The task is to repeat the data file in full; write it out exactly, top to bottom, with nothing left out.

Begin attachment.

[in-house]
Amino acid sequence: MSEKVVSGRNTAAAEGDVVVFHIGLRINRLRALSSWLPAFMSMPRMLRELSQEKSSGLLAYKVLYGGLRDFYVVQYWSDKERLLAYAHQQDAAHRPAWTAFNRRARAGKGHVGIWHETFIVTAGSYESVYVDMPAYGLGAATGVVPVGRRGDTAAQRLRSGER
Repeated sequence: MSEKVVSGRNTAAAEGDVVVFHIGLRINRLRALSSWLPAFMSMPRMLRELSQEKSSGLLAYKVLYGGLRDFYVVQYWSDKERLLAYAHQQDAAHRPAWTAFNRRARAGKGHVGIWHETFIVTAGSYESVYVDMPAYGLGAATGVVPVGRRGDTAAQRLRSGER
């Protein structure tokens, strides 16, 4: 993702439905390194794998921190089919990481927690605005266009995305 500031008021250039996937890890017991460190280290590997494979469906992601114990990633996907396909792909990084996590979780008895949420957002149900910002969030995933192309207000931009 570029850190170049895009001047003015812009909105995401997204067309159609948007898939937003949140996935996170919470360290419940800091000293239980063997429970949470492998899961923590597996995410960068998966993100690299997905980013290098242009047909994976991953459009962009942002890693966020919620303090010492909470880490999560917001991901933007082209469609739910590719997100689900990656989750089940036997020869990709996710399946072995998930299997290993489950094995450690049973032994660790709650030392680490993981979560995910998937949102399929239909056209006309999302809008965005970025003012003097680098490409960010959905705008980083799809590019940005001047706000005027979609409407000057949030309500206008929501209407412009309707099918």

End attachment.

[in-house]
Amino acid sequence: MSEKVVSGRNTAAAEGDVVVFHIGLRINRLRALSSWLPAFMSMPRMLRELSQEKSSGLLAYKVLYGGLRDFYVVQYWSDKERLLAYAHQQDAAHRPAWTAFNRRARAGKGHVGIWHETFIVTAGSYESVYVDMPAYGLGAATGVVPVGRRGDTAAQRLRSGER
Repeated sequence: MSEKVVSGRNTAAAEGDVVVFHIGLRINRLRALSSWLPAFMSMPRMLRELSQEKSSGLLAYKVLYGGLRDFYVVQYWSDKERLLAYAHQQDAAHRPAWTAFNRRARAGKGHVGIWHETFIVTAGSYESVYVDMPAYGLGAATGVVPVGRRGDTAAQRLRSGER
């Protein structure tokens, strides 16, 4: 993702439905390194794998921190089919990481927690605005266009995305 500031008021250039996937890890017991460190280290590997494979469906992601114990990633996907396909792909990084996590979780008895949420957002149900910002969030995933192309207000931009 570029850190170049895009001047003015812009909105995401997204067309159609948007898939937003949140996935996170919470360290419940800091000293239980063997429970949470492998899961923590597996995410960068998966993100690299997905980013290098242009047909994976991953459009962009942002890693966020919620303090010492909470880490999560917001991901933007082209469609739910590719997100689900990656989750089940036997020869990709996710399946072995998930299997290993489950094995450690049973032994660790709650030392680490993981979560995910998937949102399929239909056209006309999302809008965005970025003012003097680098490409960010959905705008980083799809590019940005001047706000005027979609409407000057949030309500206008929501209407412009309707099918």